Giger: Moorhead drawing heavy interest

Commentary

LOS ANGELES — It’s a wonderful feeling being wanted, having others covet you professionally or personally and being able to take pride in knowing you have something very good to offer.

Right now, Joe Moorhead is a hot name in college football. That’s what happens when, in less than a year, you transform one of the nation’s worst offenses into one of the most explosive attacks around.

Make no mistake about it: Moorhead is a terrific offensive coordinator and playcaller, something he has proven in his first season at Penn State.

The good news is that, by all indications, he will have a second season with the Nittany Lions.

The bad news — and this seems pretty obvious — is that Moorhead is not long for Happy Valley. With everyone back on offense next season, the Lions should be outstanding again, then Moorhead’s name will pop up for some really good head coaching jobs around the country.

Not the likes of Purdue. Or UConn. But a good job where he can go and have success.

It will be up to him to sit back, be patient and wait for the right opportunity.

“First and foremost, it’s a testament and a compliment to our program and our players that you perform well during the season and other people have interest talking to you,” Moorhead said of his name coming up for job openings in recent weeks.

“There were people who were interested in speaking to me about their head coaching positions, and I was willing to listen. (I) ultimately made the decision that, personally and professionally, my family and I wanted to be at Penn State.”

Moorhead interviewed for the opening at Purdue prior to the Big Ten championship game. This past weekend, UConn fired its head coach, and immediately Moorhead’s name surfaced as a leading candidate, since he already had spent three seasons (2009-11) there as an assistant.

The speculation ended in a hurry when it was reported Moorhead wasn’t interested in the job.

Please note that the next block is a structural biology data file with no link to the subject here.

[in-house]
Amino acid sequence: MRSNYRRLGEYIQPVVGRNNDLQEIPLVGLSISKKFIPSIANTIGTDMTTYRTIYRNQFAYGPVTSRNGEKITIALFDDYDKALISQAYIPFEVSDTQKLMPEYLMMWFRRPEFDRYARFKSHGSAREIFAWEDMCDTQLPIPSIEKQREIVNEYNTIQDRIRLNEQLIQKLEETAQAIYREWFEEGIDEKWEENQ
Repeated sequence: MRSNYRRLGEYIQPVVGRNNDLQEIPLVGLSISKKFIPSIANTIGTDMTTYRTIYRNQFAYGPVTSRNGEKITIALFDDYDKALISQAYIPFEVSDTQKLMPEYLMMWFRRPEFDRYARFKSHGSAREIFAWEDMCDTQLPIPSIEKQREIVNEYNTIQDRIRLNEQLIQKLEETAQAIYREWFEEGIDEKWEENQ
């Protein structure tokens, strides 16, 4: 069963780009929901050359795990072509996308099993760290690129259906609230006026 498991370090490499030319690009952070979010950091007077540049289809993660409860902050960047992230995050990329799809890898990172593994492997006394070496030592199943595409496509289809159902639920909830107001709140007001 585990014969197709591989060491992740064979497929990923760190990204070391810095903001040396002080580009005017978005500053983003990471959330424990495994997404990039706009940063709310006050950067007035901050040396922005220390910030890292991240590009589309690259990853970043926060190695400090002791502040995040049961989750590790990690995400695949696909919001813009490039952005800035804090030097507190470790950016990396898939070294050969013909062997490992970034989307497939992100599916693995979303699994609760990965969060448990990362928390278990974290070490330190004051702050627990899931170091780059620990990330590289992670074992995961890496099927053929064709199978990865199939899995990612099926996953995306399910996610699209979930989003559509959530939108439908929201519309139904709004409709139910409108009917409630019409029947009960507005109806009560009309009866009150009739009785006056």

Still, having his name come up must have been somewhat surreal for the 43-year-old who came to PSU after being head coach at FCS-level Fordham for four years.

“In some ways it’s hard to ignore,” Moorhead said of all the attention he’s been getting. “I don’t want to say the good and the bad, but the truths, the half-truths and kind of the speculation of things like that. But ultimately, it’s part of the profession, and like I said initially, when your program does well and the offense does well, those are things that happen and you just deal with them on an individual basis.”

Just so everyone is clear, Moorhead loves his current job.

“Being the offensive coordinator at Penn State’s a pretty good job,” he said during Rose Bowl prep Thursday. “When I was at Fordham, I had a an FBS job offered to me and turned that down to stay at Fordham. And the things I said to the people at Fordham is it would take a pretty special opportunity for me to leave there, and obviously, Penn State was that opportunity.”

Moorhead is from Pittsburgh. He noted his wife is a couple of hours away from her family. His kids love State College. He enjoys working for James Franklin. Penn State is on the rise.

Given all of that, he probably could be very happy at PSU for a long time.

But Moorhead does want to be a head coach again. So the big question is: What type of opportunity would it take to lure him away from Penn State?

“If an opportunity presents itself, at worst I think it’s best to listen,” he said. “Once again, you utilize the criteria, personal and professional. I’m very entrenched here, and to me, my professional success is not determined on becoming a head coach again. If it happens and it’s the right situation, fantastic. If not, that’s not going to lessen or diminish anything from my end.”